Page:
Students will identify links between these reforms and the rights-based movements in the ensuing decades, discussing the contributions that grassroots campaigners have made throughout this period of history.

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The Ethics of Triage

Triage is the process for allocating scarce life-saving medical resources in circumstances where demand swamps supply. What ethical principles should we use in navigating triage situations, and what can we learn from the history of triage? Should the success of a triage programme be measured strictly in terms of its success in saving as many lives as possible, or are there constraints on the means adopted in pursuing that end?

The session will look at the way triage was approached in the NHS during the early days of the COVID pandemic, but we will also take a longer view, considering the different approaches to triage that were taken by the 19th British Navy and by Napoleon's army. 

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The Judgment of Adam

In the Book of Genesis, Adam is offered the forbidden fruit by Eve and he decides to eat it. God punishes both Adam and Eve and all subsequent generations of human beings. The session will use the paintings of Adam and Eve by Lucas Cranach the Elder in order to think through the philosophical, theological and ethical issues. What would you do if you were Adam or Eve? Would you eat the apple? Why or why not? What if you were appointed God to serve as Adam's defence attorney at a trial? How would you defend Adam or Eve in a criminal proceeding? And what does all this tell us about the God of Genesis, about the nature of authority - or about ourselves?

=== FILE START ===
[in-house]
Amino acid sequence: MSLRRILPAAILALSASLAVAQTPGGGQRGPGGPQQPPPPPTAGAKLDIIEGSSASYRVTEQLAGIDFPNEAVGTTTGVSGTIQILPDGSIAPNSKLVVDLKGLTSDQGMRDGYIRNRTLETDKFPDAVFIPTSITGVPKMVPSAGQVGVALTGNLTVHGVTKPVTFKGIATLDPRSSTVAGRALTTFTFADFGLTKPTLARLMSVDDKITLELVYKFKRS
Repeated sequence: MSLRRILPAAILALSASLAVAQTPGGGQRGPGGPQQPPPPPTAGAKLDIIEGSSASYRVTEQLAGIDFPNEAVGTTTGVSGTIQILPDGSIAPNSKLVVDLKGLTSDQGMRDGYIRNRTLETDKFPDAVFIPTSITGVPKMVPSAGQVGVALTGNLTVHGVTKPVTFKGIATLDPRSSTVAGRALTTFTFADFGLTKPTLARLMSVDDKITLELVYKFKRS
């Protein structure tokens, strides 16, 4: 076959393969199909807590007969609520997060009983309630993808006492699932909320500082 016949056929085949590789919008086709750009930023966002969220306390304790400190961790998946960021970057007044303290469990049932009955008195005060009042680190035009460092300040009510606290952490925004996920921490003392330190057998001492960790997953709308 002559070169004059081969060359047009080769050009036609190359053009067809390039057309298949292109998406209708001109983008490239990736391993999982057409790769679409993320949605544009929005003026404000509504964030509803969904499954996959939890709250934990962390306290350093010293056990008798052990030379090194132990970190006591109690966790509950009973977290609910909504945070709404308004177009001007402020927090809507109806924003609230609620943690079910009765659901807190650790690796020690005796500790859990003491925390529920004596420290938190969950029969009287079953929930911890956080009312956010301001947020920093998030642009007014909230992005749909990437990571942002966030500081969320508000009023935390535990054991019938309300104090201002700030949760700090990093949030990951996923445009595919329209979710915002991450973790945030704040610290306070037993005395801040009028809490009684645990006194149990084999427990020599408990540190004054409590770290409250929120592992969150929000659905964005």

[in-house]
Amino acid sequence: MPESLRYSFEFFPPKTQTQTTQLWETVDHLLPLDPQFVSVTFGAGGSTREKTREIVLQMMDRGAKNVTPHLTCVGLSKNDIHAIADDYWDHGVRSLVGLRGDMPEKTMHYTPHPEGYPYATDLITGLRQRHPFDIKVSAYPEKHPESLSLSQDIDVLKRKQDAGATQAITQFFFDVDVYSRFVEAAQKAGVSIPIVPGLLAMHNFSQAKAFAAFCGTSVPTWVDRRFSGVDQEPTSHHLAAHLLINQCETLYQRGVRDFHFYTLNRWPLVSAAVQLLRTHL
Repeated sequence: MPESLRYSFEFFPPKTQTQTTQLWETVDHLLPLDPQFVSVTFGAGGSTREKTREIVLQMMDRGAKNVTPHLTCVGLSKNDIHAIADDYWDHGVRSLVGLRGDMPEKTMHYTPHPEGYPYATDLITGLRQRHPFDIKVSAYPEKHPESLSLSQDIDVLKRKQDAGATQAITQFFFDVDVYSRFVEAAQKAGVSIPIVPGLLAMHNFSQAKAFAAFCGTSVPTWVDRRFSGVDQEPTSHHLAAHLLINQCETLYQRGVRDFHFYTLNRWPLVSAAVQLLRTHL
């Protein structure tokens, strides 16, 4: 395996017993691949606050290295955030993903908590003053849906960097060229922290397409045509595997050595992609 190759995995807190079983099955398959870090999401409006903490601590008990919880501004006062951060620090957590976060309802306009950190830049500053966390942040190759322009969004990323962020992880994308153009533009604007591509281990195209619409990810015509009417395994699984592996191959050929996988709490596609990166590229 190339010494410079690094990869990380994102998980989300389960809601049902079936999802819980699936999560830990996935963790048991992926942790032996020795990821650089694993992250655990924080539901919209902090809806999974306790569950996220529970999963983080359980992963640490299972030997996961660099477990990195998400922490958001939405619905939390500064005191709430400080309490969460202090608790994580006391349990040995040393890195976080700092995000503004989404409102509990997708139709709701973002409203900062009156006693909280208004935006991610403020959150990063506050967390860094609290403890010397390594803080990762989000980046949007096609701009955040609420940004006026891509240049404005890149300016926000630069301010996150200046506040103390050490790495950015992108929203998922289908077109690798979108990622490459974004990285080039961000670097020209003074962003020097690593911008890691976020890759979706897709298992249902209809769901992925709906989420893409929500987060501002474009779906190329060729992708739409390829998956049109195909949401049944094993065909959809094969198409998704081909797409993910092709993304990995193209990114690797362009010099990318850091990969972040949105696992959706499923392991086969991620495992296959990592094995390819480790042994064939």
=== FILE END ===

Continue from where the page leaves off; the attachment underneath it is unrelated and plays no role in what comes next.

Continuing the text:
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The Myth of Sisyphus

According to the Greek myth, Sisyphus was eternally condemned to push a rock to the top of a mountain - only to have it fall back down. Sisyphus' crimes involved betraying the gods, clinging to life, and cheating death. In the 20th Century, Albert Camus argued that we should see Sisyphus as a sort of role-model, and 'absurd hero'. What did he mean? And how are we to assess his account of the continuing significance of this ancient myth? 

This talk will introduce the myth of Sisyphus and the question of its philosophical significance.

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Why do I care what other people think about me (and why is that so dangerous)?

Why do humans desire to be admired by others? How is this desire for recognition implicated in the rise of vices and evils that disfigure modern societies? In this taster session we look at the fascinating answers to these questions that Jean-Jacques Rousseau outlines in his "Discourse on the Origin and Foundations of Inequality among Human Beings" (1755) - a book that is rightly considered to be one of the first and foremost examples of modern social criticism.

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Making Better People: The Ethics of Biomedical Enhancements

The ethics of enhancement deals with ethical questions associated with out ever increasing capacity to biotechnologically improve human functioning: be it physical, mental, or emotional. In this session we want to explore the question, what, if anything, is morally problematic, about enhancing future persons or oneself. 

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Are there true contradictions?  

At least since Aristotle, logic has been built on a principle known as The Law of Non-Contradiction. According to that so-called Law, a proposition (such as 'God exists' or '2+2=4') is either true or not true. It cannot be both. But is the Law of Non-Contradiction really a law at all? The thesis that there are some true contradictions is known in philosophy as dialethism and has in recent years been vigorously defended. But what would it be like to recognise true contradictions, and how would our practices of reasoning and debate have to adapt?